Fusion Message Board

In this space, visitors are invited to post any comments, questions, or skeptical observations about Philo T. Farnsworth's contributions to the field of Nuclear Fusion research.

Subject: Re: Homemade neutron detector? (Am-Be source)
Date: Jan 26, 1:42 pm
Poster: Jim Lux

On Jan 26, 1:42 pm, Jim Lux wrote:

>Now to what our good friend Jim Lux was talking about with the Am241-Be source idea. Sorry Charlie, been there, done that.
> I have four nice very old industrial smoke detector Am241 strips of 15uc each! I put all four together and then covered them with finely powered elemental Be .9999 pure.

I believe the commercial sources use a very (!) thin foil of Be.

> Lets do the math.
> A 1 curie Am241-Be source made by Isotope Products is warranted to produce 2.2X10e5 neuts per second.(got th' data sheet)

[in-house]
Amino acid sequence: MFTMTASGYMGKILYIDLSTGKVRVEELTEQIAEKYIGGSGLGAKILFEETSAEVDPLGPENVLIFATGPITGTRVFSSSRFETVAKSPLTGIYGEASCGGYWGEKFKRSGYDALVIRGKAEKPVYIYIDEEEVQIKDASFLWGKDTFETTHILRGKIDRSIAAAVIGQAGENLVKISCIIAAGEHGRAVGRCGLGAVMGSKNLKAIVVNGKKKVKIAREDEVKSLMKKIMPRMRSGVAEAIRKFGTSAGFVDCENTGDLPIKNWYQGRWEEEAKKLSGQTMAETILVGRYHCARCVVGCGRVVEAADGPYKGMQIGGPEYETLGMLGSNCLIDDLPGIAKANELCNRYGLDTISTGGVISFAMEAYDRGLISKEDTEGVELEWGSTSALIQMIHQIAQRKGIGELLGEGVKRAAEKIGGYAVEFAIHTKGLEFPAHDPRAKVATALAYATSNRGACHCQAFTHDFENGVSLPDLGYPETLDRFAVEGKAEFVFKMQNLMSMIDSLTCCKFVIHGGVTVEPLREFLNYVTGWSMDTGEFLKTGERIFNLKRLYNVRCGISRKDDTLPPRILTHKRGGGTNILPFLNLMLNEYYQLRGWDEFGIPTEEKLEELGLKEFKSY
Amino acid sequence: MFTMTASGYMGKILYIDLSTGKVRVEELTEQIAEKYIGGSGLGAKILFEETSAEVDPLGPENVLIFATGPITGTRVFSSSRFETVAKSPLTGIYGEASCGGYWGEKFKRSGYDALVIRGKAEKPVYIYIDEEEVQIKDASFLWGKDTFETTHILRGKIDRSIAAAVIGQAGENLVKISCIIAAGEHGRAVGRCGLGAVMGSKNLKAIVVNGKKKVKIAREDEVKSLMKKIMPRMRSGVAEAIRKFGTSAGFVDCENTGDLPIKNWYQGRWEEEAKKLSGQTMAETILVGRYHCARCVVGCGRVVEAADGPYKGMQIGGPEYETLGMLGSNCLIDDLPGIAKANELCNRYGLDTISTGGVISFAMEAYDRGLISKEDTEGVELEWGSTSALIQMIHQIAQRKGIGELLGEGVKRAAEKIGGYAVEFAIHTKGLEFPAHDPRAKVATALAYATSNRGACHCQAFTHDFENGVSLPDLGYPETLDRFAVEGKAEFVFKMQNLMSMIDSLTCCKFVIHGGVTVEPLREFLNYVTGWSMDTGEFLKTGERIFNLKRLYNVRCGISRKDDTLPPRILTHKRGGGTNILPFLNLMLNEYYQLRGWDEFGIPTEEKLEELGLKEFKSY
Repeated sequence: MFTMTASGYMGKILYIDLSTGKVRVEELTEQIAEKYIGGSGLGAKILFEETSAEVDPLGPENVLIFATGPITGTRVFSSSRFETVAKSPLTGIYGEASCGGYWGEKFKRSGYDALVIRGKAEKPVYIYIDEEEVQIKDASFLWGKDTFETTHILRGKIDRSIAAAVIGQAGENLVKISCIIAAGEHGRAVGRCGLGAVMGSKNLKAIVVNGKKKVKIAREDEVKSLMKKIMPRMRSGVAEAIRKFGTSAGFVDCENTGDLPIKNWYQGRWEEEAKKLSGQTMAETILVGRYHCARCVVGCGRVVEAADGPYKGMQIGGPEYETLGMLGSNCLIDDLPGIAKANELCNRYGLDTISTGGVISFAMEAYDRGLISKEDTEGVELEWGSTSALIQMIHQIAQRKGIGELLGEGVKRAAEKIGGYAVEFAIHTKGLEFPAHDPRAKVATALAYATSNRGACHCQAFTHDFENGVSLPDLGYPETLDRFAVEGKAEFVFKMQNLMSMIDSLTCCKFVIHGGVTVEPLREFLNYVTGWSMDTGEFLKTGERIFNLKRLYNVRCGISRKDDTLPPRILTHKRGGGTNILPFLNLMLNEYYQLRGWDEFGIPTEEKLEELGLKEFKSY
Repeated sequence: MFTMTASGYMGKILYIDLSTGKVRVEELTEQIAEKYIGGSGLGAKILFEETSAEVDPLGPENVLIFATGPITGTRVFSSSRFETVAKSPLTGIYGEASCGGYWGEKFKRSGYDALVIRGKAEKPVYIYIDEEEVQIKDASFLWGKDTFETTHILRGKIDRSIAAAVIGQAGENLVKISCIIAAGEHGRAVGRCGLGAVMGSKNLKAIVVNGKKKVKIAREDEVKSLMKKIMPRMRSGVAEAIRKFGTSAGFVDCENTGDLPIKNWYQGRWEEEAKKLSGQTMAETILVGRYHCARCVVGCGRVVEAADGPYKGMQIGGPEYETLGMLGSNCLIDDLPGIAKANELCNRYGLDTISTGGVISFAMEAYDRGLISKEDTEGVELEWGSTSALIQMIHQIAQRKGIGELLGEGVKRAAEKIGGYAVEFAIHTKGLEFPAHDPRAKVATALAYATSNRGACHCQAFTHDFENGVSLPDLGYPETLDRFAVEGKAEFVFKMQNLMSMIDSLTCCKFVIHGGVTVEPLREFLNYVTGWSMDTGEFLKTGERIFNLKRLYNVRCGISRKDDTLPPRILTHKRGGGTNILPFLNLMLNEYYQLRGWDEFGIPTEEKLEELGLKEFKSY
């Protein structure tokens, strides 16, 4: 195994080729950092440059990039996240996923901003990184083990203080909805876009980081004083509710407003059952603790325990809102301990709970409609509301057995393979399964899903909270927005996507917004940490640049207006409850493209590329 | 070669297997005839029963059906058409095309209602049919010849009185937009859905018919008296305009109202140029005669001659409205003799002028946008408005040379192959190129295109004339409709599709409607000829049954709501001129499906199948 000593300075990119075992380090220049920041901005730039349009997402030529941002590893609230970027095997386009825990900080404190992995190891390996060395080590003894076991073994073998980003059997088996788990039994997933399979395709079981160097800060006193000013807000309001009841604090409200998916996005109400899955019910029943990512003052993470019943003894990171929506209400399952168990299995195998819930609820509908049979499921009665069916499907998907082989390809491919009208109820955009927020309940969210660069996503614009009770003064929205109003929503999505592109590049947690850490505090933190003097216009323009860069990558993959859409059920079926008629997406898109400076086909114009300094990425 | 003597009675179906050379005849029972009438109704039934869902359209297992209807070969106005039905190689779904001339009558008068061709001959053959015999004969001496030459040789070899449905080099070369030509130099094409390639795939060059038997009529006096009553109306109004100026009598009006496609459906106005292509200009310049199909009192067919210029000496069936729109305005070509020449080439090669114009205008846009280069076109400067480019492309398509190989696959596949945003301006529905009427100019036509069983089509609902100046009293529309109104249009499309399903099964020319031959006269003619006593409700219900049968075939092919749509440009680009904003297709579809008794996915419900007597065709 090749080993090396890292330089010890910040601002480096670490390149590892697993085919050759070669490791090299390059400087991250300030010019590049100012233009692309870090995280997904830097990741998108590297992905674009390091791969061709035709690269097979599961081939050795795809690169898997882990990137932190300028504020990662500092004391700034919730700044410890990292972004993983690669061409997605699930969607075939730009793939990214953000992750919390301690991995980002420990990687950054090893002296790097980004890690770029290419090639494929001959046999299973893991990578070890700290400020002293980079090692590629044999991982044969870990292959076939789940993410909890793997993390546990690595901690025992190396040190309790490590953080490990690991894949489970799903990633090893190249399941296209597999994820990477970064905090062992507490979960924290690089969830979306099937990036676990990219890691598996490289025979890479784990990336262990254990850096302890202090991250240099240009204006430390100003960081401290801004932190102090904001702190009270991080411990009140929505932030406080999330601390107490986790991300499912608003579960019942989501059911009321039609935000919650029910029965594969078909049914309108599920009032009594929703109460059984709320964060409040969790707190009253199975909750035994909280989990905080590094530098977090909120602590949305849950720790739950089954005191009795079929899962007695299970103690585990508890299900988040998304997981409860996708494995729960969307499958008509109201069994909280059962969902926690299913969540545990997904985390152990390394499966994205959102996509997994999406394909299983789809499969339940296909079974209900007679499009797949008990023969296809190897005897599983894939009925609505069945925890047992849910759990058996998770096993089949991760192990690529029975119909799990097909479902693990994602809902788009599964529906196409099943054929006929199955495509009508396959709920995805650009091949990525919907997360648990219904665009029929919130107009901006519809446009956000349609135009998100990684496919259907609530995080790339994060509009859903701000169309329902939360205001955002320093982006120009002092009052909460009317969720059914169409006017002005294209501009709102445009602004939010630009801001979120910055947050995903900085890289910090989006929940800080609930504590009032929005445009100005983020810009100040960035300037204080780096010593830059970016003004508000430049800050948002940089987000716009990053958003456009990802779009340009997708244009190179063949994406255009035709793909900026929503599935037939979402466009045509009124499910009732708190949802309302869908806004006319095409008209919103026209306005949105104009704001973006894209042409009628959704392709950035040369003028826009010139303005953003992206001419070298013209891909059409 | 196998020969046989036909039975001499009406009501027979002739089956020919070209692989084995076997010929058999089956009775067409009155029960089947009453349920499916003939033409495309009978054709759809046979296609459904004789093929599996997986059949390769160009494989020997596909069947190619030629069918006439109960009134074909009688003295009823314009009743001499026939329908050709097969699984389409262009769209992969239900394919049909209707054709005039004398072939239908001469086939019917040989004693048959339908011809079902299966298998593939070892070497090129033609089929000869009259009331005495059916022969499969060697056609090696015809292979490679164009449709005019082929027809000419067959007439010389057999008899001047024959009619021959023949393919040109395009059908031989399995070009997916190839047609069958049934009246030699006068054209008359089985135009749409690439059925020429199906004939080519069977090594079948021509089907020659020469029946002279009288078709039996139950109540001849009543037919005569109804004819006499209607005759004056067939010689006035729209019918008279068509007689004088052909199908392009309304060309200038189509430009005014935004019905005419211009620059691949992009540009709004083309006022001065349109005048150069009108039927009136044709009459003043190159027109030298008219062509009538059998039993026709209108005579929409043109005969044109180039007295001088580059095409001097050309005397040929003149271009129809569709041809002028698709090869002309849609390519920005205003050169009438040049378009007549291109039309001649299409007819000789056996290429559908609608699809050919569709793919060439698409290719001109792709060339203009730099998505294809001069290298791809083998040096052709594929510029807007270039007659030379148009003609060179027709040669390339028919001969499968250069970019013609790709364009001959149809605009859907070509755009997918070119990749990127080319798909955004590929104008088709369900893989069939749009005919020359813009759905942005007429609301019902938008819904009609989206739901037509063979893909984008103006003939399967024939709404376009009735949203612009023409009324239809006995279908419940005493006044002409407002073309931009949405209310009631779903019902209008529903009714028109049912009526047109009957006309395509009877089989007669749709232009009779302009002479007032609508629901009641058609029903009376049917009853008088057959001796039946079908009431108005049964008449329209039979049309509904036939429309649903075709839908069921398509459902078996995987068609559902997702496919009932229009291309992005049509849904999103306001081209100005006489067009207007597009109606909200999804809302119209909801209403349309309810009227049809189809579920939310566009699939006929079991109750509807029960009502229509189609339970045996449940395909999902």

That 1 curie is 37E9 alphas/second from the Am241. So, the overall efficiency of the commercial source is 6E-6.. It seems the cross section of the reaction is quite low (which is what I thought)...

Interesting, too.. I haven't done the "plausibility analysis" of the radioactive boyscout story, but as I recall, this guy tried using the Am241 from 100 scrap (presumably consumer) smoke detectors.. So he had 100 uC. He claimed he was getting neutron activation (I sort of doubt it based on the above calculations).. Once he got some radium, though... How many curies (i.e. grams) of radium are on a typical clock dial (or, more to the point, how much radium was in the paint)? milligrams? micrograms? I wouldn't think it would need much, and, of course, the Ra is somewhat expensive, so they wouldn't have been too profligate with the stuff.

a reference I found says that the dose rate from the minute hand on a clock was 1 mR/hr. A bit tricky to extrapolate back to how much Radium there is in the paint, though.